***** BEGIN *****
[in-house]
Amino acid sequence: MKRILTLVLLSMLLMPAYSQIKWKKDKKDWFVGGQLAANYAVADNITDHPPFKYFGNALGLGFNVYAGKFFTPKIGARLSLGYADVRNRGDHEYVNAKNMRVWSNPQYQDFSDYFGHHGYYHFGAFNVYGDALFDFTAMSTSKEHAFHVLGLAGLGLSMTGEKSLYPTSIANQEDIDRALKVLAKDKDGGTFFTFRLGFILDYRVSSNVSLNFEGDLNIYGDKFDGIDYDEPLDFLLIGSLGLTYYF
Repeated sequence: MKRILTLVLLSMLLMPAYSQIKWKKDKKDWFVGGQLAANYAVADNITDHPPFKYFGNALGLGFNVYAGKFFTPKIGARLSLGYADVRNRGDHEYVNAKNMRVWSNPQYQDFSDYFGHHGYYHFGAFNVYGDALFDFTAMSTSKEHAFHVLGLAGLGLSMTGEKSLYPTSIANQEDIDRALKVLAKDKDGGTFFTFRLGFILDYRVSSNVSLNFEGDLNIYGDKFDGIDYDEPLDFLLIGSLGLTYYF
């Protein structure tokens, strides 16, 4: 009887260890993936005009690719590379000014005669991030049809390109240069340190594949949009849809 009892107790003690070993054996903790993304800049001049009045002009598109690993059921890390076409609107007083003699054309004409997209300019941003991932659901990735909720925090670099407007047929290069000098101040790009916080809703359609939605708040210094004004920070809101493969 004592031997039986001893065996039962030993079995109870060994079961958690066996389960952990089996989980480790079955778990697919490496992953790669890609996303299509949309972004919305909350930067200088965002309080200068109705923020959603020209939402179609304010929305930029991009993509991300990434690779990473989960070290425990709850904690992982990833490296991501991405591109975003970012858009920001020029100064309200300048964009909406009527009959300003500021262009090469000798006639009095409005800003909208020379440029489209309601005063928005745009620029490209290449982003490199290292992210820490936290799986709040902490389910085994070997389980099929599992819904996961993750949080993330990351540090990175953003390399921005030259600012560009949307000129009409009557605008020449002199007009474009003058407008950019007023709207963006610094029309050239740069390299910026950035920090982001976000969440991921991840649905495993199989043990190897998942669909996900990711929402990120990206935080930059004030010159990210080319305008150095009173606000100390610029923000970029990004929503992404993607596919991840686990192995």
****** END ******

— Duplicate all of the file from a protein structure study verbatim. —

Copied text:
[in-house]
Amino acid sequence: MKRILTLVLLSMLLMPAYSQIKWKKDKKDWFVGGQLAANYAVADNITDHPPFKYFGNALGLGFNVYAGKFFTPKIGARLSLGYADVRNRGDHEYVNAKNMRVWSNPQYQDFSDYFGHHGYYHFGAFNVYGDALFDFTAMSTSKEHAFHVLGLAGLGLSMTGEKSLYPTSIANQEDIDRALKVLAKDKDGGTFFTFRLGFILDYRVSSNVSLNFEGDLNIYGDKFDGIDYDEPLDFLLIGSLGLTYYF
Repeated sequence: MKRILTLVLLSMLLMPAYSQIKWKKDKKDWFVGGQLAANYAVADNITDHPPFKYFGNALGLGFNVYAGKFFTPKIGARLSLGYADVRNRGDHEYVNAKNMRVWSNPQYQDFSDYFGHHGYYHFGAFNVYGDALFDFTAMSTSKEHAFHVLGLAGLGLSMTGEKSLYPTSIANQEDIDRALKVLAKDKDGGTFFTFRLGFILDYRVSSNVSLNFEGDLNIYGDKFDGIDYDEPLDFLLIGSLGLTYYF
């Protein structure tokens, strides 16, 4: 009887260890993936005009690719590379000014005669991030049809390109240069340190594949949009849809 009892107790003690070993054996903790993304800049001049009045002009598109690993059921890390076409609107007083003699054309004409997209300019941003991932659901990735909720925090670099407007047929290069000098101040790009916080809703359609939605708040210094004004920070809101493969 004592031997039986001893065996039962030993079995109870060994079961958690066996389960952990089996989980480790079955778990697919490496992953790669890609996303299509949309972004919305909350930067200088965002309080200068109705923020959603020209939402179609304010929305930029991009993509991300990434690779990473989960070290425990709850904690992982990833490296991501991405591109975003970012858009920001020029100064309200300048964009909406009527009959300003500021262009090469000798006639009095409005800003909208020379440029489209309601005063928005745009620029490209290449982003490199290292992210820490936290799986709040902490389910085994070997389980099929599992819904996961993750949080993330990351540090990175953003390399921005030259600012560009949307000129009409009557605008020449002199007009474009003058407008950019007023709207963006610094029309050239740069390299910026950035920090982001976000969440991921991840649905495993199989043990190897998942669909996900990711929402990120990206935080930059004030010159990210080319305008150095009173606000100390610029923000970029990004929503992404993607596919991840686990192995």